Today, virtually all the cast members are famous: Eugene Levy, Martin Short, Rick Moranis, the late John Candy. But they became famous–and beloved–by starting out as the best-kept secret of late night. What they did was comedy for comedy’s sake, the kind of stuff that makes comedians themselves laugh: breathtakingly spot-on imitations and parodies that in a more mass-audience-focused show would be simply scrapped, because “nobody out there will get it.”
Conan O’Brien recounts that when he was a teenager in Massachusetts in the late 1970s, he felt as if the amazing comedy of SCTV
were a private discovery he had made, a “secret” show that spoke to him alone. I had a very similar experience in my own teenage years, in Montreal, Canada. SCTV
wasn’t a show that the general public talked about much; it started out in syndication but got such impressive word-of-mouth from the pros that it was picked up by NBC for a couple of seasons in the early 1980s. None of the shows have ever been available on home video, until now: The five-DVD box set SCTV Network/90–Volume I
(Shout! Factory, $89.98) has just been released, and it contains the first nine 90-minute episodes that aired on NBC in 1981.
SCTV was “concept” comedy, in that all the sketches were rather loosely integrated into a framing narrative about a small-town TV station; but the recurring characters were the jumping-off point for dizzying heights of allusion and reference. Rick Moranis and Dave Thomas played stereotypical Canadians Bob and Doug McKenzie–but also did devastatingly accurate imitations of, respectively, David Brinkley and Walter Cronkite. (One highlight I had forgotten was Moranis-as-Brinkley delivering an editorial about the declining quality of locally available marijuana. Priceless.) Eugene Levy (now famous for the American Pie films) played the whiny local news anchor Earl Camembert and talentless Vegas-style comic Bobby Bittman–but also did a terrific Ricardo Montalban, as well as Floyd the barber from The Andy Griffith Show.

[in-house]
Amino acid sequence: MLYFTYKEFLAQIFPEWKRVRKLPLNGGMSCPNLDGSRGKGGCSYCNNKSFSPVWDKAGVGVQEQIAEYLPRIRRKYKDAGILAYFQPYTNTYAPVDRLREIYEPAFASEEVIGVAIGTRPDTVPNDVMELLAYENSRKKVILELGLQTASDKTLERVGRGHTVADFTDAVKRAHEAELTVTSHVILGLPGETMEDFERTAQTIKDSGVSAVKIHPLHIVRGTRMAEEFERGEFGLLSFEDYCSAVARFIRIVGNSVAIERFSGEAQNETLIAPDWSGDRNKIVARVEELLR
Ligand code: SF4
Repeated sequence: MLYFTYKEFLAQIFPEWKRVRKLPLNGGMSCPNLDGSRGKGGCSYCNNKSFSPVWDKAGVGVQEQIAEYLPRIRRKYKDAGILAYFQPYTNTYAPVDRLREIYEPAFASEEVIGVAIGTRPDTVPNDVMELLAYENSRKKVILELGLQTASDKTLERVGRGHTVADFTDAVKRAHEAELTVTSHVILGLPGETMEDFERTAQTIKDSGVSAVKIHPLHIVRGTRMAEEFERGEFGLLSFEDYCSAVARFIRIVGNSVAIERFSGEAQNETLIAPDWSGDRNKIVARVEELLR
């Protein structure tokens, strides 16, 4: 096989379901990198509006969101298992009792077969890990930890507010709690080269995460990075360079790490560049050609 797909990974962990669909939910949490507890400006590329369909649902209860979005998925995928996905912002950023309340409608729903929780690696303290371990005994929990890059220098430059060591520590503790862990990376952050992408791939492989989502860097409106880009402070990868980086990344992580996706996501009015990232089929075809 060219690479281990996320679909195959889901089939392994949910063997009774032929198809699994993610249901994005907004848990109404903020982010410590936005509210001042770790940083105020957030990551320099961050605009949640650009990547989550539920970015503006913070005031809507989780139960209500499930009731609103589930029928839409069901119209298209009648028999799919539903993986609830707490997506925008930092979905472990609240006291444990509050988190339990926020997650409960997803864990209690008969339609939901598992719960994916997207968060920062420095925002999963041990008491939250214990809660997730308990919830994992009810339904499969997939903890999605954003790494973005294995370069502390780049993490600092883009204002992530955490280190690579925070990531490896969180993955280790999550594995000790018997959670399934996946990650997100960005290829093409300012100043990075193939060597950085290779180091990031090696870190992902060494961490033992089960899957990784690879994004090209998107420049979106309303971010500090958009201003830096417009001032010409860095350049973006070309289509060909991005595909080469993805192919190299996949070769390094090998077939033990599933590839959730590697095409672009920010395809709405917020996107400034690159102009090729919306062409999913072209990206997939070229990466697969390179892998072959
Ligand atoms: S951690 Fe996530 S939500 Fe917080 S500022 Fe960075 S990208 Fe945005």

Some of John Candy’s best work is on this DVD set, and reminds us how great a loss comedy sustained when he passed from the scene. His most perfectly realized recurring character was the blustery and egotistical lounge lizard Johnny LaRue, who managed, very convincingly, to be insulting, hilarious, and pathetic, all at the same time: a late-20th-century Falstaff.
But the real revelation of this set is perhaps the least famous member of the cast: Pittsburgh-born Joe Flaherty, I submit, is one of the greatest comedians of our time. Start with his characterization of TV-station boss Guy Caballero: a venal, overbearing sleazeball who travels around in a wheelchair–even though he can walk–because he thinks it’s a way he can win “respect.” Then watch Flaherty do a Bing Crosby that is so accurate it will cause your hair to stand up on the back of your neck. And Alastair Cooke. And Beaver Cleaver’s alcoholic father, in a terrific Leave It to Beaver send-up. And Count Floyd, the late-night horror-movie host who is always somehow given the wrong, non-horror movie, and desperately tries to convince the audience that it was a horror movie after all: “Oooh, kids, that Ingmar Bergman…he’s…really scary!” (One regret: It’s not on this set, but take my word for it, Flaherty does the best imitation of William F. Buckley Jr.–more reason to look forward to the release of further SCTV material on DVD.)
In one of the documentaries included in this box set, Conan O’Brien talks about the influence SCTV had on comedians in the 1990s, and up to our own time. That’s undeniable, but these DVDs are of much more than historical interest: They show some wildly talented people hitting for the long ball–and still getting laughs, and gasps of recognition, after almost a quarter century.